Ans. Both Doris and Cyril are astonished at the unusual behaviour of their mother. She has always been very kind and affectionate, meek and submissive. But now she is very cold and indifferent and seems to be in a defiant mood. She has not bothered to get tea ready for them and asks them to help themselves. When Doris asks her to iron her yellow silk, mother refuses to oblige. She has not cared to put Cyril's things out though she had promised that morning to look through them in case their was any mending. They are astonished to hear that mother, who has been running after them all the time taking their orders, now proposes to work forty hours a week and have two days off from household chores. They stand against to see her going to the kitchen to fetch stout for herself. As far as they know her she has never tasted stout. They thought that they had done something wrong and mother was offended with them. But now they realise there is something wrong with the mother. Doris thinks mother might have hit her head and got sotne violent shock, but her idea seems too far-fetched to Cyril. Nevertheless, they laugh to think how she would behave when Dad comes home.

Q.4. The play 'Mother's Day' is a humorous and satirical depiction of the status of the woman in a family. Bring out briefly the elements of humour and satire.
Ans. The play 'Mother's Day' is a humorous and satirical depiction of the status of the woman in a family, shown in its serious theme treated in a light-hearted manner. The humour in the play springs from an unusual situation where the personalities of two ladies exchange bodies. Their subsequent behaviour, which is in total contrast to their previous one, is a very powerful source of laughter. The importance of the character about the personality they are facing also creates humour. The following dialogues also provide a lot of fun. "Mrs. Pearson if you had to live my life it wouldn't be so bad. You'd have more fun as me than you've had as you "It's that silly old bag from next door, Mrs. Fitzgerald "Tickling her off now, are you, Annie?" They call you Pompy-Ompy Pearson because they think you're so slow and pompous.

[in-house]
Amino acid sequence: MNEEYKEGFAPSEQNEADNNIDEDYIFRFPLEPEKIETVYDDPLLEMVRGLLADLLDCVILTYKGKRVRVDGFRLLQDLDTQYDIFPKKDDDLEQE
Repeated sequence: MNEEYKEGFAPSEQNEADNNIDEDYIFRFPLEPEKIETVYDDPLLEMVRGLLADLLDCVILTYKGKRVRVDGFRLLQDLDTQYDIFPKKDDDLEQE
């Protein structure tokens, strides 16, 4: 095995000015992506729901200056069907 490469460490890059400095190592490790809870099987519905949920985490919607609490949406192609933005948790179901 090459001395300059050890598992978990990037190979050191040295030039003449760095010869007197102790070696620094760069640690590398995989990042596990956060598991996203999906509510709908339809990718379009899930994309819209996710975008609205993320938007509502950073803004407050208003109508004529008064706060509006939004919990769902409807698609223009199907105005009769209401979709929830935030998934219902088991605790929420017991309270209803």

The actions, gestures and reactions of the characters also provide humour. The housewife being given orders, treated like dirt and forced to stay home every night, while other members go out to amuse themselves sharply contrasts with the position at the end of the play where she is the mistress of the house. The play also satirises the eight hour work culture and threats to go on strike. Even the housewife adopts this weapon.

Q.5. Throw light on Mrs. Fitzgerald's efforts to reform Mrs. Pearson's
Ans. Mrs. Pearson does not have the courage to stand up for her rights. Therefore, Mrs. Fitzgerald suggests a novel approach-exchange of personalities. Now, as Mrs. Pearson, with the personality of Mrs. Fitzgerald, she puts the plan of formation in action. She smokes, drinks, and plays cards. All this is unusual for the family. She further shocks them by being tough with them in words and action. She asks them to look after themselves. She clearly tells them that she has already worked for more than eight hours that day. She tells them plainly how they behave at home and work place. She is equally blunt with Mr. George Pearson, who goes away every evening to the club, leaving his wife alone at home. She reveals to him how the people at club make a fun of him. In short, she makes them realize their responsibility towards the mother. In the end, she performs the exchange of personalities once again. Thus. Mes Fitzerald makes the family members of Mrs. Pearson learn that she deserves respect and responsible behaviour from them.